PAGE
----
The Embodied Mind
Cognitive Science and Human Experience
328 pp., 6 x 9 in, 34 figures
- Published: September 26, 1991
- Published: November 13, 1992
The Embodied Mind provides a unique, sophisticated treatment of the spontaneous and reflective dimension of human experience. The authors argue that only by having a sense of common ground between mind in Science and mind in experience can our understanding of cognition be more complete. Toward that end, they develop a dialogue between cognitive science and Buddhist meditative psychology and situate it in relation to other traditions such as phenomenology and psychoanalysis.
One of the main difficulties of the science of the mind is to explain how consciousness is possible without there being a transcendental Self that is the receptacle for all experience or a transcendental 'I' that accompanies all experience. The Embodied Mind blends insights from cognitive neuroscience and the Buddhist theory of mind to show how consciousness is possible without any self at all! The book is tremendously helpful in sparing us the illusion that there is a 'mind's 'I'.'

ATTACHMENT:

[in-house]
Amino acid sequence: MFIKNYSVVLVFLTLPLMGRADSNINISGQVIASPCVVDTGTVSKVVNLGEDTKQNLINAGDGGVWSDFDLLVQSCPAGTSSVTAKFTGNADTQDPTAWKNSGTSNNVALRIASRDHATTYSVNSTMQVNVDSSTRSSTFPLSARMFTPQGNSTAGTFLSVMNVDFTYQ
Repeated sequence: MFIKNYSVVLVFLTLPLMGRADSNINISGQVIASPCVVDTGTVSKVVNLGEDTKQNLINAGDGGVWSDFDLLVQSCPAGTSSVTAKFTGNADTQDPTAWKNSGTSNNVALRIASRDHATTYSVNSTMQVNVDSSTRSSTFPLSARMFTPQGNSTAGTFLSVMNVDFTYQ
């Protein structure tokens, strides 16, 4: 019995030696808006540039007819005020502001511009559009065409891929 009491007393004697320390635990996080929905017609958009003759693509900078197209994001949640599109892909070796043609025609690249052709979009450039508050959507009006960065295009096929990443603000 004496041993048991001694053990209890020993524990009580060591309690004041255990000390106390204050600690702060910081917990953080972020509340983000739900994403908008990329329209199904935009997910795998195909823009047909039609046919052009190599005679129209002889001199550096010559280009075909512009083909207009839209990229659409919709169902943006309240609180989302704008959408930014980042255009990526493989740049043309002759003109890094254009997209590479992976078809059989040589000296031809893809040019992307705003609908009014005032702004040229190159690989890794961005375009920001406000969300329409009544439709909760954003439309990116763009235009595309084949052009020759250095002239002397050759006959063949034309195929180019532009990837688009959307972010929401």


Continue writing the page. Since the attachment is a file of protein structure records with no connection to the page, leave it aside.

Owen Flanagan, Class of 1919 Professor, Wellesley College
Our concern is to open a space of possibilities in which the circulation between cognitive science and human experience can be fully appreciated and to foster the transformative possibilities of human experience in a scientific culture.
The Embodied Mind is a thoroughly original integration of cognitive science, continental philosophy, and Buddhist thought, and in its transpersonal dimension, rather beautiful.
Gordon G. Globus, M.D., Professor of Psychiatry and Philosophy, University of California, Irvine
An important book with wideranging implications for the construction of subjectivity in the Western tradition. Moreover, it is engagingly written, presenting difficult ideas and complex research programs with grace, lucidity, and style.
N. Katherine Hayles
American Book Review